Malaysia pulls back from the brink, again – but it should not rely on riding its luck
It always seems to take the worst to bring out the best in people. Days after a rash of attacks on churches in Malaysia last weekend, the country’s politicians and community leaders were quick to denounce the violence and come together in joint worships and inter-faith dialogues.
Still, the situation in Malaysia is uncommonly grave. Since 8th January a spate of nine attacks on churches has been reported, ranging from rocks being hurled to fire-bombings in the more serious instances. What was worrying was the breath of their localities, spanning the breadth of peninsular Malaysia and even the usually quiescent eastern states, compounded by the police’s seeming haplessness in preventing the attacks.
The worst seems to be over for the moment, with the tense situation having concentrated minds within the government. It had been sparked off by a court ruling on 31st December 2009 allowing the Herald, a local Catholic paper, to use the word “Allah” (a term many Muslim Malaysians had hitherto assumed was exclusive to Islam) in a Christian context. The Barisan Nasional government, fearing that allowing this to pass would alienate its core Malay-Muslim vote, had initially openly opposed the ruling and promised to appeal. This was followed by a serious misstep from the Home Minister when he appeared to condone protests against the court judgment during one of his media interviews. Elements of the United Malays National Organisation (UMNO), which dominates the ruling coalition, were said to be trying to organise such protests.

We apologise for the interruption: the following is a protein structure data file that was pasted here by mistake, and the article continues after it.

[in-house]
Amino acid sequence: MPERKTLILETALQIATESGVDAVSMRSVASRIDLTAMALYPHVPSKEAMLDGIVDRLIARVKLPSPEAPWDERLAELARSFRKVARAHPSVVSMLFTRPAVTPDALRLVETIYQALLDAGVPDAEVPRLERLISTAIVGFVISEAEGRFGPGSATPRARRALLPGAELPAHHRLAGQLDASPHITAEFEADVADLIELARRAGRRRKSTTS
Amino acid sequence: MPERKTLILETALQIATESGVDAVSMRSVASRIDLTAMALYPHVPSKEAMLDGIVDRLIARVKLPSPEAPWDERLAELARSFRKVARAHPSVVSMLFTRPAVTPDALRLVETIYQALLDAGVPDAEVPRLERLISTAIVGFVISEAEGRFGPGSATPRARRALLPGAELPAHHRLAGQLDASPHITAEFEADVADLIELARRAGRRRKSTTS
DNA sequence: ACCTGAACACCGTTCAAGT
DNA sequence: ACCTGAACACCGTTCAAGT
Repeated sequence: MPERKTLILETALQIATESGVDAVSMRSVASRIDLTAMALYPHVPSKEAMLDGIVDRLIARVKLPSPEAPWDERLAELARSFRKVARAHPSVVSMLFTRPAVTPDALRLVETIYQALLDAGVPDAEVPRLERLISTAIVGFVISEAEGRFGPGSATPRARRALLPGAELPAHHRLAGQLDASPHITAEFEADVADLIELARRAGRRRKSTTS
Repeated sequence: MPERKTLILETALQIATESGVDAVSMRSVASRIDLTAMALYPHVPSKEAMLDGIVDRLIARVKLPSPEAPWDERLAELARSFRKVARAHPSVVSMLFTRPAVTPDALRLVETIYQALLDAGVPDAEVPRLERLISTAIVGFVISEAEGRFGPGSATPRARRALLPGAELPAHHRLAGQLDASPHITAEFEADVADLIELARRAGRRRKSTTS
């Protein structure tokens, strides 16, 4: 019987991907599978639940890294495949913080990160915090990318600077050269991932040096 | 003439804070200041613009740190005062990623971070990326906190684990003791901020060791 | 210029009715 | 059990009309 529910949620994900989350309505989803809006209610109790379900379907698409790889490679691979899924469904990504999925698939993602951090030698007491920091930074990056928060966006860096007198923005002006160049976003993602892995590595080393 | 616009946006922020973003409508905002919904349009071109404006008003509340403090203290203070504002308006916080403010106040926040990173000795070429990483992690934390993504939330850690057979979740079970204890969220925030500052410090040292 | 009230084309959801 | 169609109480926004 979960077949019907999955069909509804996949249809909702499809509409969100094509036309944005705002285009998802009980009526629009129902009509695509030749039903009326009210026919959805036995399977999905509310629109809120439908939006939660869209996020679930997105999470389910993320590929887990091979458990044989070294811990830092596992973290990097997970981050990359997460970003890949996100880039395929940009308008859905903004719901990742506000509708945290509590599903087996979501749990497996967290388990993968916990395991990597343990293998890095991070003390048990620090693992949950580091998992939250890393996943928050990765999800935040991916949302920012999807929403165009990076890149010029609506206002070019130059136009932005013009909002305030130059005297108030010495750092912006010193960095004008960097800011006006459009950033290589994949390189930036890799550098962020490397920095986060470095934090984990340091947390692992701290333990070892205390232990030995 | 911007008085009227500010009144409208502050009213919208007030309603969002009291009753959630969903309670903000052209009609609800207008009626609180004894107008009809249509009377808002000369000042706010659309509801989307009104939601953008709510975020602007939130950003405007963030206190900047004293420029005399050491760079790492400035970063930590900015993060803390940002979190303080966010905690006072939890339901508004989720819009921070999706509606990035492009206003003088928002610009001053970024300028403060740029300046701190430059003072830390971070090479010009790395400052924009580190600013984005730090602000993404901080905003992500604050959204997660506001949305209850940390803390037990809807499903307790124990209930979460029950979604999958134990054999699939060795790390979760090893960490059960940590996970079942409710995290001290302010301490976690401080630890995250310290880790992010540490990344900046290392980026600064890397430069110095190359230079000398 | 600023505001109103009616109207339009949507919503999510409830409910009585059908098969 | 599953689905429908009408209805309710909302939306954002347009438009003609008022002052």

After the attacks the government swiftly changed tack, with the police stepping up security at churches and the Home Minister threatening to use the draconian Internal Security Act on perpetrators of the attacks. Nevertheless, the atmosphere is likely to remain rancorous for some time. The 31st December ruling, which on one hand is a rather remarkable triumph for religious pluralism, would probably be seen instead by conservative forces as a dangerous concession to the minorities. These elements – which are embodied in the current government – would like to push for a return to the previous status quo, but that will seriously annoy the minorities.
Religion and race are deeply intertwined in Malaysia: most Malays identify themselves by their Muslim identities and the majority of Christians happen to be ethnic Chinese or one of the other minorities in the country. The Herald issue had allowed UMNO to appeal to its constituency by positioning itself as a defender of the Islamic faith and playing up fears of proselytization. The Home Ministry subsequently spent several years trying to pressure the obstinate Herald to drop the use of the term “Allah”.
Such politicisation of race and religion is endemic in the Malaysian system and is unlikely to change anytime soon, even in the event of a new government, given that the opposition is just as riven by ethnic and religious issues as the Barisan Nasional. However, it is easy to lose sight of how, for a country with such well-worn fault-lines, it has held together with remarkable resilience in the face of fissiparous pressures. Still, Malaysians should no longer take such fortitude for granted. It is time for the country to begin a serious and mature dialogue to heal its internal divisions, rather than to continue to paper over the cracks in its system.